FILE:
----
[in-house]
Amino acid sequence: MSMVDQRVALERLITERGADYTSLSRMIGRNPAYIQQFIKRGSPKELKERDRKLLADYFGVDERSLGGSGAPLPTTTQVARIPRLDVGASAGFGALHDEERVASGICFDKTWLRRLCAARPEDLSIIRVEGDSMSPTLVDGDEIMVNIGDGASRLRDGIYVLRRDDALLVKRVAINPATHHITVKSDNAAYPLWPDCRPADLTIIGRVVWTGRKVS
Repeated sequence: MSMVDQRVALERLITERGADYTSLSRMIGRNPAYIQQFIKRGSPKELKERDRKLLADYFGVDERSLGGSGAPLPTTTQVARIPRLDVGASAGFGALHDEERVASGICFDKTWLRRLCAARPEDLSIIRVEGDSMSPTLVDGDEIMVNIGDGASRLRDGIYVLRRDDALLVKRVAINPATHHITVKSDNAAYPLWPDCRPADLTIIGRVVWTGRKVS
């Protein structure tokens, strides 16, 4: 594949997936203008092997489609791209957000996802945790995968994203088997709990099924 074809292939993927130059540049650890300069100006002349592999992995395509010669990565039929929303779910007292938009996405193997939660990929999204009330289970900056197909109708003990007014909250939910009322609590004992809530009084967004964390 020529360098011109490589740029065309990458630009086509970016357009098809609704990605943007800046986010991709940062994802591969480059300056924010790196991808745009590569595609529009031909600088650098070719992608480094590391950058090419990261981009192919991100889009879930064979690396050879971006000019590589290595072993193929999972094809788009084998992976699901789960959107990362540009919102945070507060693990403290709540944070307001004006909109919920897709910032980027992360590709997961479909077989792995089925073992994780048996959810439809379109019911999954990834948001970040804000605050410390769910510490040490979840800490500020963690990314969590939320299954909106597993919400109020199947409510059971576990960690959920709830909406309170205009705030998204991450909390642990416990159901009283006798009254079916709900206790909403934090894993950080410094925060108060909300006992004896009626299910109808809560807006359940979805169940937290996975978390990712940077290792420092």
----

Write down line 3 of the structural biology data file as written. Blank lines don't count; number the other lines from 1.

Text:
Repeated sequence: MSMVDQRVALERLITERGADYTSLSRMIGRNPAYIQQFIKRGSPKELKERDRKLLADYFGVDERSLGGSGAPLPTTTQVARIPRLDVGASAGFGALHDEERVASGICFDKTWLRRLCAARPEDLSIIRVEGDSMSPTLVDGDEIMVNIGDGASRLRDGIYVLRRDDALLVKRVAINPATHHITVKSDNAAYPLWPDCRPADLTIIGRVVWTGRKVS